The relationship can be viewed from another more subtle perspective.  (1) With the loss of manufacturing jobs, worker compensation and household finances have been in a 3-decades-long decline.  (2) The average American family now finds that it must resort to loan terms it can’t really afford in order to purchase an average home.  (3)  Such families then default on the loans.  The banks then run short on cash and have to raise money.  (4) Foreign entities then step in with money and obtain partial ownership in return. 

No one asks the question “What happens when America has nothing left to sell?”  No one knows, but it’s conceivable that, at that point, the global economy will grind to a halt.  Certainly, as that point is approached, it will become ever more difficult for institutions to find financing because American assets will become more worthless and foreign investors will want higher returns.  It kind of sounds like the “credit crunch” and the falling dollar situation that we find ourselves in right now, doesn’t it?

The only long-term solution to this situation is that America must find a way to balance trade.  A tariff structure indexed to population density is the only way to accomplish that.


Trade Deficit Blamed for Sinking Dollar

November 13, 2007

Here’s a link to a great article by a senior editor at Fortune magazine:

He correctly blames our enormous trade deficit for the sinking dollar.  Unfortunately, he offers no solutions other than to suggest that “we’ve been living beyond our means.”  He implies that we should just save our money and stop buying things.  Unfortunately, that doesn’t target the real problem because we stop buying American-made products as well as imports, doing even more damage to the economy.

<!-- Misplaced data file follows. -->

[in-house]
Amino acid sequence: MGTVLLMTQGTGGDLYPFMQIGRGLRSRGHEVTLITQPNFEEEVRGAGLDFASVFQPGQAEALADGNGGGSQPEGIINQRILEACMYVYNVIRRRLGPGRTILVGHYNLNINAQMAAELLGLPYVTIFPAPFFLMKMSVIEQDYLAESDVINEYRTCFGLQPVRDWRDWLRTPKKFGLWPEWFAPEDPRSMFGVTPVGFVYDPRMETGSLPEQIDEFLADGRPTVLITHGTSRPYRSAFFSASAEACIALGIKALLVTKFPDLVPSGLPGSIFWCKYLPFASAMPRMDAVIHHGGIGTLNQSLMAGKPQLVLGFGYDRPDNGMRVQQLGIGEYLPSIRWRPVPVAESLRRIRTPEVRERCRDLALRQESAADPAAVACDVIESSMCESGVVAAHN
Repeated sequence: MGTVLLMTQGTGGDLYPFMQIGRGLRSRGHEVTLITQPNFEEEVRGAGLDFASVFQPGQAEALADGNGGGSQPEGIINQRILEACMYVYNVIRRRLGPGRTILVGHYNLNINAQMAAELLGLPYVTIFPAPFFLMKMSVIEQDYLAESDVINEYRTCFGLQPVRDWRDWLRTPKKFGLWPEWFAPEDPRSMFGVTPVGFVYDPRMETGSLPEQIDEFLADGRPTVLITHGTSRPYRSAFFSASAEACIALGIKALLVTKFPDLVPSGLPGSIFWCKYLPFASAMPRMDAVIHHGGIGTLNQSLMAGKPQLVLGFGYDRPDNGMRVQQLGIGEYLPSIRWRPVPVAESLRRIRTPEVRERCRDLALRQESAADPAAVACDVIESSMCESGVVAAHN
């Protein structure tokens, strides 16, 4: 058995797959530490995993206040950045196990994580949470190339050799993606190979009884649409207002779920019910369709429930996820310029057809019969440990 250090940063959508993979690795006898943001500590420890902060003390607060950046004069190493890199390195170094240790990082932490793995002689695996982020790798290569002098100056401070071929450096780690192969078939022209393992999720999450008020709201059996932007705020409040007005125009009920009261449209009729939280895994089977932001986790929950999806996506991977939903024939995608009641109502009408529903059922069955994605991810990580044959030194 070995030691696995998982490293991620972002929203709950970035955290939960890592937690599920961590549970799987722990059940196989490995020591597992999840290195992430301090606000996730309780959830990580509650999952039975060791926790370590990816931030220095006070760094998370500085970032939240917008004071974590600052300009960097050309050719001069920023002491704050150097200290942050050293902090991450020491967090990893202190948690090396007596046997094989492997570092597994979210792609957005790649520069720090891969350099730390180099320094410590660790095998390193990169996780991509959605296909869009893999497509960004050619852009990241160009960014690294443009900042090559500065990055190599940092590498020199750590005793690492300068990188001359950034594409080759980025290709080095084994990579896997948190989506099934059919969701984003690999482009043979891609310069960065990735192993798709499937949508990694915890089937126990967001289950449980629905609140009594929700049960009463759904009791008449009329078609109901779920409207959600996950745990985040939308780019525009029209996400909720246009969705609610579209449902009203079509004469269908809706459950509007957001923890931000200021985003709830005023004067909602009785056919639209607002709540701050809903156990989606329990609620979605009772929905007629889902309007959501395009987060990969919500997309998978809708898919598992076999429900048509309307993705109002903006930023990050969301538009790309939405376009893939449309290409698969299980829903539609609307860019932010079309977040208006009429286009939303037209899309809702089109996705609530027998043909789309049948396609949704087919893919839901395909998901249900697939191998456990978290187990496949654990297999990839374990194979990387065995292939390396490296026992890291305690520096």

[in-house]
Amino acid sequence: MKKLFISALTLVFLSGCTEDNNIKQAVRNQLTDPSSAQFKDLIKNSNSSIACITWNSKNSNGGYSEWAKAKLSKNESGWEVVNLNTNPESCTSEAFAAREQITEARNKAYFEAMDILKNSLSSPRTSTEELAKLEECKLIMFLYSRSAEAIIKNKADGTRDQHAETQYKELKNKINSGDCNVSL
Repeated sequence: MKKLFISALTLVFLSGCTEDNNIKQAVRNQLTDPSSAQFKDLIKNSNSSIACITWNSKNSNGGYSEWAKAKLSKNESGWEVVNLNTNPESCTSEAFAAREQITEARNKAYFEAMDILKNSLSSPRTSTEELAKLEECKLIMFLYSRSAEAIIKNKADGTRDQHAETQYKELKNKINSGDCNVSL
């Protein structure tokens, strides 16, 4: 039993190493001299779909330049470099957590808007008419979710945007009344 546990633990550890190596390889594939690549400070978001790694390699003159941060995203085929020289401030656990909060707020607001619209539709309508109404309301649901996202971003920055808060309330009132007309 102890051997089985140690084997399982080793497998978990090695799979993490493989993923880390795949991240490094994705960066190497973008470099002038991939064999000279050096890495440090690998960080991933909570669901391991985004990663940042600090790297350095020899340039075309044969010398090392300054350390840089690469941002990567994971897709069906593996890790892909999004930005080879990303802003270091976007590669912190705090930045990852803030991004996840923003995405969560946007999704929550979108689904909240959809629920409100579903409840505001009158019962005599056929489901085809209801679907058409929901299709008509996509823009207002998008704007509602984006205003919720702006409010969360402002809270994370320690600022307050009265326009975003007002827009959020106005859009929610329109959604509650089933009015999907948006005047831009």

Eventually people will come to understand that tariffs are the only way to restore a balance of trade and that a tariff structure indexed to population density provides the rationale for doing it and the means to do it without adverse consequences from our beneficial trade partners. 


September Trade Deficit – lots of bad news, little good news

November 11, 2007

The September trade deficit was released Friday.  Another $56.5 billion given away in the form of trade welfare, to be financed by a further sell-off of American assets.  That’s an annual rate of $678 billion.  Imagine what could be done with that money here in the U.S.!  That’s an extra $2,260 for every man, woman and child in the U.S. – an extra $9,040 for every family of four.! 

The only good news in Friday’s report was that the deficit shrank very slightly from August’s level, due to higher exports and lower imports.  But  improving our trade balance by letting our currency steadily devalue isn’t the right approach.  We need trade policies (a tariff structure indexed to population density, specifically) to restore a balance of trade while simultaneously strengthening the dollar.